Four bills to be presented to protect animals

Published 3:29 pm Friday, January 20, 2012

On Feb. 7, the Humane Federation is prepared to present four bills to state legislators in hopes to make some changes in Alabama.

Mindy Gilbert, vice president of the Humane Federation, a board member of the Animal Control Association and state director for the Humane Society of the United States presented the bills at the monthly Butler County Humane Society meeting.

The bills that will be presented include strengthening penalties for cock fighting, protecting spay neuter clinics, mandatory abuse reporting and bestiality.

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The cock fighting bill gains traction every year according to Gilbert and the Federation has been involved in a very lengthy, undercover investigation into several cockpits in Mobile and Chilton Counties.

“I’m talking about bricks and mortar facilities that have computerized scoreboards, computerized weigh ins and 1,000 people every other Saturday,” Gilbert said.

Cock fighting is already illegal in Alabama, but the penalty for someone fighting a bird is $50.

“The bill makes it a Class A misdemeanor with a $6,000 fine if you are fighting the birds, if you are a spectator, if you are promoting the event and it makes it a felony crime if you cause a minor child to attend,” Gilbert said.

In the process of the investigation, Gilbert said she was most surprised by the children present, handling birds and pit-side gambling.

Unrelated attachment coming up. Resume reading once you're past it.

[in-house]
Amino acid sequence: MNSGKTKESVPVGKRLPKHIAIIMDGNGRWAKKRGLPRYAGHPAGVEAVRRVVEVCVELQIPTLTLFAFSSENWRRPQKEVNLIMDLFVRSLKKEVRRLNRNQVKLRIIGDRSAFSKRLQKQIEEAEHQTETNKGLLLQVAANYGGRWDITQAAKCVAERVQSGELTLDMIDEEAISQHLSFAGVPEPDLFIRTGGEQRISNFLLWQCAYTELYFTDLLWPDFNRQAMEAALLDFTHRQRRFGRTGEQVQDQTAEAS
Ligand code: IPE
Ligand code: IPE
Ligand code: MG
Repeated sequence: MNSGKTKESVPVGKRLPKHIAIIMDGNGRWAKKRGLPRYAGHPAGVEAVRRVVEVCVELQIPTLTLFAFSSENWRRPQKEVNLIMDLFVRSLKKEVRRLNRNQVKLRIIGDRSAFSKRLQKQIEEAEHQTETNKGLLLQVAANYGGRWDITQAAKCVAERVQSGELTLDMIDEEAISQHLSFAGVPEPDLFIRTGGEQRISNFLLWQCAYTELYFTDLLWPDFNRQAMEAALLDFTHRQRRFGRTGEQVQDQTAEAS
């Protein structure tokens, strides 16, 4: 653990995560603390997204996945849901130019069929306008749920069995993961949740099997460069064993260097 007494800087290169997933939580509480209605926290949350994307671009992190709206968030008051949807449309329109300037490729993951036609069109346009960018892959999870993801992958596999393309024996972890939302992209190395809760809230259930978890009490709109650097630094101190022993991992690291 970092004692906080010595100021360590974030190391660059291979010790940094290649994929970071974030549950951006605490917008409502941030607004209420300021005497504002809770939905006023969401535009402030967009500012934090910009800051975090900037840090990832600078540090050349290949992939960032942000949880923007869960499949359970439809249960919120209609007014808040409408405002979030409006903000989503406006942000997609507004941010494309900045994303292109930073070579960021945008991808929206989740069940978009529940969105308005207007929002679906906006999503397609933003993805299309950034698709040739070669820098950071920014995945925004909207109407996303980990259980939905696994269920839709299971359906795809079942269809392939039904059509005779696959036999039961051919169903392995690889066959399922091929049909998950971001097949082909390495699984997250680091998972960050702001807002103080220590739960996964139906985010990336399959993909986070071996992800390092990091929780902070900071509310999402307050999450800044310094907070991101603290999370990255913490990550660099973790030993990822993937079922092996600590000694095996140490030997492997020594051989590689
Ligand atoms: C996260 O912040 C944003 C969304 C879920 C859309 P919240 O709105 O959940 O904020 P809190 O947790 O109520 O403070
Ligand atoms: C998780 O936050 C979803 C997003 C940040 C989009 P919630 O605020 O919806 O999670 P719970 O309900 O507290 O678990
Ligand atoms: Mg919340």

“What I am now aware of is that there is a whole other generation of little Alabamians about to be grown up who have no regard for the law, who are desensitized to the suffering of animals, who thinks it’s OK to have fun and make money by causing animals to suffer,” Gilbert said.

The group that opposes the bill is the Alabama Game Foul Breeders Association and it is registered as a nonprofit. The amount of money transacted at the pits is larger than one thinks, Gilbert said.

“Let’s say it’s one of these deals where 1,000 people come,” Gilbert said. “You have to buy a membership card to this nonprofit association and you have to be sponsored by one of their board members so their name is on the membership card that is also one of the registering agents with the secretary of state.”

For those entering birds in a derby, the minimum is six birds at $400 each, Gilbert said.

“There are generally at least 100 entrants, which means 400 to 600 birds at each derby at $400 a piece and there’s a tremendous amount of side bidding that goes on. It is nothing for a derby winner on a Saturday afternoon to walk out with $50,000 and that doesn’t even to begin to cover all of the other money that is being made there.”

Gilbert said the Federation is working to shut down the nonprofit, because it is illegal for a nonprofit to be knowingly involved in criminal activity.

The second bill is to protect the four spay neuter clinics that exist in Alabama.